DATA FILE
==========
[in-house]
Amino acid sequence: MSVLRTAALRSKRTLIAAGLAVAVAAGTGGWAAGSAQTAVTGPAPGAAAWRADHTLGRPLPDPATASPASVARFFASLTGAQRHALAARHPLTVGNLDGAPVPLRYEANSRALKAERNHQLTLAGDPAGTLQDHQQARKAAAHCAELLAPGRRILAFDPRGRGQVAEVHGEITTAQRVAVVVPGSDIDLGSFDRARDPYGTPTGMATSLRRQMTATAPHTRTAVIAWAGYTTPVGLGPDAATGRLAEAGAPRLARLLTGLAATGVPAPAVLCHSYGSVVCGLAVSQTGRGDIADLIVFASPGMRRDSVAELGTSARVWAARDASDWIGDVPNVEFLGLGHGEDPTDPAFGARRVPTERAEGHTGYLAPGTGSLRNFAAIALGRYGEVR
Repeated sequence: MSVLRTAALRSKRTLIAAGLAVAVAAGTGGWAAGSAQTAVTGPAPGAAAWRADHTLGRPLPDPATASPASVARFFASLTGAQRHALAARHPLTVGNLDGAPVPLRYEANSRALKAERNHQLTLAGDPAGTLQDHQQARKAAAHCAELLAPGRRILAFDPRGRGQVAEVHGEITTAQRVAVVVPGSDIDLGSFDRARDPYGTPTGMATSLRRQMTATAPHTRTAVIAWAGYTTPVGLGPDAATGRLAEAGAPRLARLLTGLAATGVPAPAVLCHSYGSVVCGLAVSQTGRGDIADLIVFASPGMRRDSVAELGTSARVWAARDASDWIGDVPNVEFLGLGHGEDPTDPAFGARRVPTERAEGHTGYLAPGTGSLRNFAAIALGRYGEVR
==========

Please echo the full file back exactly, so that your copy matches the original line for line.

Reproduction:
[in-house]
Amino acid sequence: MSVLRTAALRSKRTLIAAGLAVAVAAGTGGWAAGSAQTAVTGPAPGAAAWRADHTLGRPLPDPATASPASVARFFASLTGAQRHALAARHPLTVGNLDGAPVPLRYEANSRALKAERNHQLTLAGDPAGTLQDHQQARKAAAHCAELLAPGRRILAFDPRGRGQVAEVHGEITTAQRVAVVVPGSDIDLGSFDRARDPYGTPTGMATSLRRQMTATAPHTRTAVIAWAGYTTPVGLGPDAATGRLAEAGAPRLARLLTGLAATGVPAPAVLCHSYGSVVCGLAVSQTGRGDIADLIVFASPGMRRDSVAELGTSARVWAARDASDWIGDVPNVEFLGLGHGEDPTDPAFGARRVPTERAEGHTGYLAPGTGSLRNFAAIALGRYGEVR
Repeated sequence: MSVLRTAALRSKRTLIAAGLAVAVAAGTGGWAAGSAQTAVTGPAPGAAAWRADHTLGRPLPDPATASPASVARFFASLTGAQRHALAARHPLTVGNLDGAPVPLRYEANSRALKAERNHQLTLAGDPAGTLQDHQQARKAAAHCAELLAPGRRILAFDPRGRGQVAEVHGEITTAQRVAVVVPGSDIDLGSFDRARDPYGTPTGMATSLRRQMTATAPHTRTAVIAWAGYTTPVGLGPDAATGRLAEAGAPRLARLLTGLAATGVPAPAVLCHSYGSVVCGLAVSQTGRGDIADLIVFASPGMRRDSVAELGTSARVWAARDASDWIGDVPNVEFLGLGHGEDPTDPAFGARRVPTERAEGHTGYLAPGTGSLRNFAAIALGRYGEVR